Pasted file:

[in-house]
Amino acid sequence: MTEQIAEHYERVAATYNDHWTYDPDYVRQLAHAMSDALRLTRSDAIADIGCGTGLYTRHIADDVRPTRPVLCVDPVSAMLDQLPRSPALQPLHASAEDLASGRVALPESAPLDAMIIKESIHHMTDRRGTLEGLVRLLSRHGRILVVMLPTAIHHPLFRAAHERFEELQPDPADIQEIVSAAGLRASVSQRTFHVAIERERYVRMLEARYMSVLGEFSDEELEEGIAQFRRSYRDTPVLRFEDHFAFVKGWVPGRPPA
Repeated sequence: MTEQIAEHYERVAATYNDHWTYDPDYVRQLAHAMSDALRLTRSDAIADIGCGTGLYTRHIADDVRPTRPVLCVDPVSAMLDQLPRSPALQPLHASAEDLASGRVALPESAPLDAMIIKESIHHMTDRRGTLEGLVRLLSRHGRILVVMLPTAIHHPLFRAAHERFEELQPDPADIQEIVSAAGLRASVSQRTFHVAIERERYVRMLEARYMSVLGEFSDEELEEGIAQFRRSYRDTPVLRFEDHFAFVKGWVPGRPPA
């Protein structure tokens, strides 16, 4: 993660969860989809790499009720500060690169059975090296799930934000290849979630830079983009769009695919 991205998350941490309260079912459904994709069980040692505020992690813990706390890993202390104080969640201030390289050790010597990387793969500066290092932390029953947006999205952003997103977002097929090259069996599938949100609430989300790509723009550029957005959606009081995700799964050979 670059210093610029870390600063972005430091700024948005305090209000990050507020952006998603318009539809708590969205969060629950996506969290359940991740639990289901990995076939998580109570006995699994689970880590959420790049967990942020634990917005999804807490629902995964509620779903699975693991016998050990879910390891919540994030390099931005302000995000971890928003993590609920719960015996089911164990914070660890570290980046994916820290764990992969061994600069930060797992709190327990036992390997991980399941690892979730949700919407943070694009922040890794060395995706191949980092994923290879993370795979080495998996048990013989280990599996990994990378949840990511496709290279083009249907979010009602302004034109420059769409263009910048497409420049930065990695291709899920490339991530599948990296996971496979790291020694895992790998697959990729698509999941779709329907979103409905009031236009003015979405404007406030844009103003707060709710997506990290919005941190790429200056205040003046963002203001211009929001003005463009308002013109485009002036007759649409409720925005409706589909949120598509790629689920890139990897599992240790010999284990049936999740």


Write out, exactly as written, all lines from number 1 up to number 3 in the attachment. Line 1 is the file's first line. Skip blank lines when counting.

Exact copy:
[in-house]
Amino acid sequence: MTEQIAEHYERVAATYNDHWTYDPDYVRQLAHAMSDALRLTRSDAIADIGCGTGLYTRHIADDVRPTRPVLCVDPVSAMLDQLPRSPALQPLHASAEDLASGRVALPESAPLDAMIIKESIHHMTDRRGTLEGLVRLLSRHGRILVVMLPTAIHHPLFRAAHERFEELQPDPADIQEIVSAAGLRASVSQRTFHVAIERERYVRMLEARYMSVLGEFSDEELEEGIAQFRRSYRDTPVLRFEDHFAFVKGWVPGRPPA
Repeated sequence: MTEQIAEHYERVAATYNDHWTYDPDYVRQLAHAMSDALRLTRSDAIADIGCGTGLYTRHIADDVRPTRPVLCVDPVSAMLDQLPRSPALQPLHASAEDLASGRVALPESAPLDAMIIKESIHHMTDRRGTLEGLVRLLSRHGRILVVMLPTAIHHPLFRAAHERFEELQPDPADIQEIVSAAGLRASVSQRTFHVAIERERYVRMLEARYMSVLGEFSDEELEEGIAQFRRSYRDTPVLRFEDHFAFVKGWVPGRPPA